In the context of this study, organizational age is tested to see whether or not it affects the organizational effectiveness in the software industry:

Hypothesis 1: The Organizational age affects the organizational effectiveness of a software company.


There is a long-standing research area for the relationship between organizational size and organizational structure (Pfeffer and Leblebici, 1973; Scott, 1975; Mileti et al, 1977; Hsu et al, 1983). The size of a software company can be a good evidence of an achieved reputation (Ajila, 2006). Blau (1970) proposed generalizations and propositions about the influence of size on structural differentiation in organizations. Besides, Hsu et al. (1983) made an analysis to discover the linkages among organizational context, organizational complexity and bureaucratic control and found that specialization, organizational size and formalization are interrelated. Additionally, it is emphasized that there are positive correlations between the size and the number of departments, the number of hierarchical positions and the financial resources, that department managers are allowed to use without taking approval of their super ordinates (Pfeffer and Leblebici, 1973). 

Although the size is an essential variable for organization theory, there are not enough findings at empirical level. Hal et al. (1967) claimed that no consistent linkage exists between size and other structural variables, and the findings indicated the irrelevance of size in determining organizational structure. These claims suggest that organization size does not have a close relation with formalization and complexity. Therefore, the organization size should be taken as a questionable variable about its deterministic role on organizational structure. Additionally, there is no significant connection between size and decision making, and reporting procedures (Pfeffer and Leblebici, 1973). Although the general perception for large organizations is connected to high goal achievement and performance, it is reported that small software companies have higher performances (Alija, 2006). According to Hal et al. (1967) larger organizations have a slight tendency for being more formalized even though the relationship between organizational size and formalization is very weak.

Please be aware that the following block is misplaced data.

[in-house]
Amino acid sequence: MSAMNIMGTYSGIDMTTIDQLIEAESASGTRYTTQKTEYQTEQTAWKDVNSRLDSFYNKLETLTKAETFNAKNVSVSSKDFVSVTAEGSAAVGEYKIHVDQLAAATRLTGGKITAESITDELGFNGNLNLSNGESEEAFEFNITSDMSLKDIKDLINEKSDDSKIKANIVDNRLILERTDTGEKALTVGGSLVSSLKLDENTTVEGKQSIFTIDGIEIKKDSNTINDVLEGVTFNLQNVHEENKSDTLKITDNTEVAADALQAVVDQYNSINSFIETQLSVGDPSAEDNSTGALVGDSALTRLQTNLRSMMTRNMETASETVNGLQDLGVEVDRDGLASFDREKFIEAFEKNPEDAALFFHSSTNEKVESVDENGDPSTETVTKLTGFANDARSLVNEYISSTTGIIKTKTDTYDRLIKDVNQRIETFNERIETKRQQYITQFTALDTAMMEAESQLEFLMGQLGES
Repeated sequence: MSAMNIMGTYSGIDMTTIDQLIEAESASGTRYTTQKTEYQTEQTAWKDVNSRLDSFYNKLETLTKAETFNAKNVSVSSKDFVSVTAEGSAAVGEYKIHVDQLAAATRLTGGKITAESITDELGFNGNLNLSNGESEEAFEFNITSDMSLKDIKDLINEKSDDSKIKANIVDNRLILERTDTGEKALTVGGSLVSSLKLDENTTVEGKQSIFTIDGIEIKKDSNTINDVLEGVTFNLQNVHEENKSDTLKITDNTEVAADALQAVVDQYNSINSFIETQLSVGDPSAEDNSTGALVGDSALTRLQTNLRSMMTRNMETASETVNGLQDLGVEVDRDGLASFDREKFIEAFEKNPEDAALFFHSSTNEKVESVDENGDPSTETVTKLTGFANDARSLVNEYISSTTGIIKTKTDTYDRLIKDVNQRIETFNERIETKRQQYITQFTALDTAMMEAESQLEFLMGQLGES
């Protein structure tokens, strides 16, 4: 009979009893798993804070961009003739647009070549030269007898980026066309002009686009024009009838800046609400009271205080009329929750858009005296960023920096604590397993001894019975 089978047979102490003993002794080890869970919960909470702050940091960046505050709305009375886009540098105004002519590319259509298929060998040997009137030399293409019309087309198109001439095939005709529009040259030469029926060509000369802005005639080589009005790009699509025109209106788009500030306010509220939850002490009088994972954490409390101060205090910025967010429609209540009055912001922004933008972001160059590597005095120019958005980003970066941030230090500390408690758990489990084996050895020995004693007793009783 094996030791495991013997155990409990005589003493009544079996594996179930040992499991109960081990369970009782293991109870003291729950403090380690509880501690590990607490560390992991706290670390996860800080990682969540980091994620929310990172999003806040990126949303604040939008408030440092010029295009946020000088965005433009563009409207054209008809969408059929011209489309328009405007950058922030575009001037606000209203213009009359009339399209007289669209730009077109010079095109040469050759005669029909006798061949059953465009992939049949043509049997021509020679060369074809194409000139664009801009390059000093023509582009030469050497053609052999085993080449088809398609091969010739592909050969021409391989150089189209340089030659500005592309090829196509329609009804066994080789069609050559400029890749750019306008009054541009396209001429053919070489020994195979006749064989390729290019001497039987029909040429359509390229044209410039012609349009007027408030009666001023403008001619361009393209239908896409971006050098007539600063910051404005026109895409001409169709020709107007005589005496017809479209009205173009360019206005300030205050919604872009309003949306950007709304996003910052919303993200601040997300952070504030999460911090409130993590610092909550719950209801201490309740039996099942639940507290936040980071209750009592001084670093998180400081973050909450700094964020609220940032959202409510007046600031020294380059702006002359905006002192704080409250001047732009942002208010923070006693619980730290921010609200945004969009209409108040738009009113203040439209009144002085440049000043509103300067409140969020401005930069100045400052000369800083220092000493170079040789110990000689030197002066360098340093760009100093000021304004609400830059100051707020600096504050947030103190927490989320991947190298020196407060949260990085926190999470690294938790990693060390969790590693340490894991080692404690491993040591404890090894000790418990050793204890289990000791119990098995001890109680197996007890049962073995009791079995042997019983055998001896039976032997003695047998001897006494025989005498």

In the context of this study, organization size is represented with the number of employees in the company and the following hypotheses were developed:

Hypothesis 2: Organization size affects the organizational effectiveness of a software company.

Hypothesis 3: As software company gets larger in size, its degree of formalization increases.

Hypothesis 4: A relationship exists between the organization size and the degree of centralization of a software company


The “formalization” indicates the amount of written principles, policies, procedures, rules for managing business processes and relations among employees (Pertusa-Ortega et al., 2010). In other words, when the degree of formalization is high in an organization, the duties and rights of labor force, ways of doing things at all levels are clearly described and written (Willem and Buelens, 2009).

If an organization has a formalized structure, the attitudes of its employees are organized, frequent and effective (Pertusa-Ortega et al., 2010). Besides, formalization improves and facilitates the cooperation and collaboration among the members of the organization. These advantages will increase the quality of all activities in the firm. Beckmann et al. (2007) claim that formalization has a positive correlation with the quality of the products and services which is an essential part of the organizational performance.